Which is Better? Separate Modem & Router or Modem-router?

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  1. yahanna's Avatar
    Posts : 533
    10
       #1

    Which is Better? Separate Modem & Router or Modem-router?


    Which is better? having an all in one modem-router or a separate modem and router?

    I wanna make sure I dont experience any reboots and to have consistently high speeds for 4K viewing on my roku.
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  2. bobkn's Avatar
    Posts : 4,166
    Win 11 Pro 22000.282
       #2

    Shouldn't matter, as long as the modem and router can handle the bandwidth.

    I used a modem with voice plus a separate wireless router, but I had to switch to a Comcast xFinity AX7 gateway to get their fastest data rate (1200Mbps down), voice over IP (Comcast's), and a greater than 1Gbps connection to my PC. The good news is that the rental cost for that is no more than their lesser modems. The connection to the PC was the sticking point; the modems I looked at had a single 2.5Gbps output, and wireless routers usually had a 2.5Gbps input with no wired outputs above 1Gbps. (There may be exceptions, but they are expensive.)
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  3. Berton's Avatar
    Posts : 11,963
    Win10 Pro Versions 2004 and 2009/20H2, Win10 Pro IP_Dev, Win10 Home 1909
       #3

    I use a Netgear Wireless Nighthawk Router plus an 8-port Gigabit Switch for my network and an ISP-provided PoE Modem for 25 Mbps Wireless DSL. I've not yet come across a combo PoE Modem/Router [really not looking very hard for one], most seem to be phoneline DSL or Cable/Broadband.
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  4. NavyLCDR's Avatar
    Posts : 16,573
    Windows 11 Pro
       #4

    I use a separate modem (that I own, not rented from the ISP) and router. The reason is that I can upgrade one or the other more cheaply than having to upgrade both at the same time. And, actually, the modem that I use is also a router, including WiFi, but I have it set to bridge mode so the router portion is disabled.
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  5. Posts : 1,378
    X
       #5

    Get the combined modem/router. One piece of gear doing the job of two is better. And cheaper. And less equipment to fail.
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  6. yahanna's Avatar
    Posts : 533
    10
    Thread Starter
       #6

    Hi guys.. just a couple of things to clarify...

    I bought an all-in-one wifi-modem-router so I dont have to rent spectrum's equipment. I also have a spectrum modem for phone only.

    Also I forgot to mention that spectrum sent me a spectrum wifi router. All I need is a modem for it. That being the case, what must I do to each of these devices to avoid issues like double nating and how to put them in bridge mode?

    Looking forward to your replies.
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  7. Samuria's Avatar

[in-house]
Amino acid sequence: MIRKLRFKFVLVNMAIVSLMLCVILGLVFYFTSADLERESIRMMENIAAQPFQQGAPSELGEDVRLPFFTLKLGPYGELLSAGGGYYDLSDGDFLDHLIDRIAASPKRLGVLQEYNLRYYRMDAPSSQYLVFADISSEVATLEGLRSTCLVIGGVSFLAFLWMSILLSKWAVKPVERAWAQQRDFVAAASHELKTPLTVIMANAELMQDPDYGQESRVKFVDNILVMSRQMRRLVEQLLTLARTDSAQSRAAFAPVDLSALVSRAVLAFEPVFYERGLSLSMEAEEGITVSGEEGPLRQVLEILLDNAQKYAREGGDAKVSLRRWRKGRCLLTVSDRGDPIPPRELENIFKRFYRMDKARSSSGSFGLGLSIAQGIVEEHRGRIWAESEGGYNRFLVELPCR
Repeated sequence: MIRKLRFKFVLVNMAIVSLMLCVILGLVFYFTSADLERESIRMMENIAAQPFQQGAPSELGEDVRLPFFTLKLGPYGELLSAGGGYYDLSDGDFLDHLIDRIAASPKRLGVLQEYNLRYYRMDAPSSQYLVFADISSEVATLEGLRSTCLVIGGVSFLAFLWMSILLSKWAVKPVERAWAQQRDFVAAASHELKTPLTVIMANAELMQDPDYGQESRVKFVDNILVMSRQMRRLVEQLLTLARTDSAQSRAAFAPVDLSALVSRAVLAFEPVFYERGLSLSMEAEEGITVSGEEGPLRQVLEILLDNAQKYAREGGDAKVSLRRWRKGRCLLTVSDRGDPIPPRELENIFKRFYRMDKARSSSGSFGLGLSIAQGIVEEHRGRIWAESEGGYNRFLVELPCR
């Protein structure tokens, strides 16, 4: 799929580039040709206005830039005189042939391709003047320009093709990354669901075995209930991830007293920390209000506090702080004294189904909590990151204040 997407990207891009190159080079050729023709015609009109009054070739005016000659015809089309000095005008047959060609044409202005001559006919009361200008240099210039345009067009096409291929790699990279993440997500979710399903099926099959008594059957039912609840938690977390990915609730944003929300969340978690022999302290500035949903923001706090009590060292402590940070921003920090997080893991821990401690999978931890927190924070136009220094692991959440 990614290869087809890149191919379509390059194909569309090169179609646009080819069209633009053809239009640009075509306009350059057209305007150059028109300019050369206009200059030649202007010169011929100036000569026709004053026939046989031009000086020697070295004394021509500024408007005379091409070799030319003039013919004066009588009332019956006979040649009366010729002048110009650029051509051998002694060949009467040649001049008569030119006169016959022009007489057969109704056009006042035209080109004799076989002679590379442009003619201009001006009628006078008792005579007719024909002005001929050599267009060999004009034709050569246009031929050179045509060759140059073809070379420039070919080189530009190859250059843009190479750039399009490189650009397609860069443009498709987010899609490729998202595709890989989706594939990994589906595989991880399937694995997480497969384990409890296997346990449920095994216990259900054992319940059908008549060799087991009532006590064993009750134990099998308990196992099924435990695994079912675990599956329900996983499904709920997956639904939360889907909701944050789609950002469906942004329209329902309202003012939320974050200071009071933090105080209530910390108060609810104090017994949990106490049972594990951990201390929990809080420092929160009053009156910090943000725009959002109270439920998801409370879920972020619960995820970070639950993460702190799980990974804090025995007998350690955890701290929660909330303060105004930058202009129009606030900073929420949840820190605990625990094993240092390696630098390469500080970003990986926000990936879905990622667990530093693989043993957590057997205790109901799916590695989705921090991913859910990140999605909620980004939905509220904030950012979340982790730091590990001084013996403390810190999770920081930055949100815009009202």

Posts : 6,554
    windows 10
       #7

    The key difference is a modem generally doesnt have nat so its live ip on the net just right for hackers, if you then have a router the connection between to 2 is subject to noise if its one unit router there is no wires to get extra noise
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  8. MaloK's Avatar
    Posts : 993
    Windows 7
       #8

    Also Since all components are internal, Communication between them is often much faster then most Ethernet networks.
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  9. cereberus's Avatar
    Posts : 12,627
    Windows10
       #9

    In the UK, vast majority of routers provided by ISPs are integrated modem/routers and it is hard to buy anything else. Worse, some ISP routers lockdown DNS servers to the ISP's own DNS which can block some sites (Teamviewer gets blocked by Talk Talk).

    I get round this by connecting a (spare) second router LAN to LAN via ethernet cable (static IP in same subnet) and setting DNS on second router to a preferred DNS Server.

    So I end up with two integrated modem/router sets just to get round ISP constraints!
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  10. MaloK's Avatar
    Posts : 993
    Windows 7
       #10

    cereberus said:
    In the UK, vast majority of routers provided by ISPs are integrated modem/routers and it is hard to buy anything else. Worse, some ISP routers lockdown DNS servers to the ISP's own DNS which can block some sites (Teamviewer gets blocked by Talk Talk).

    I get round this by connecting a (spare) second router LAN to LAN via ethernet cable (static IP in same subnet) and setting DNS on second router to a preferred DNS Server.

    So I end up with two integrated modem/router sets just to get round ISP constraints!
    Hi Cereberus,

    From your description, You should be able to set your dns directly in windows TCp/IP config without the need of a secondary dns server...

    Do these routers have a bridge mode or DMZ function ? If yes you could get yourself a fat gaming router and use the pos as a modem instead, and override global dns settings from there...
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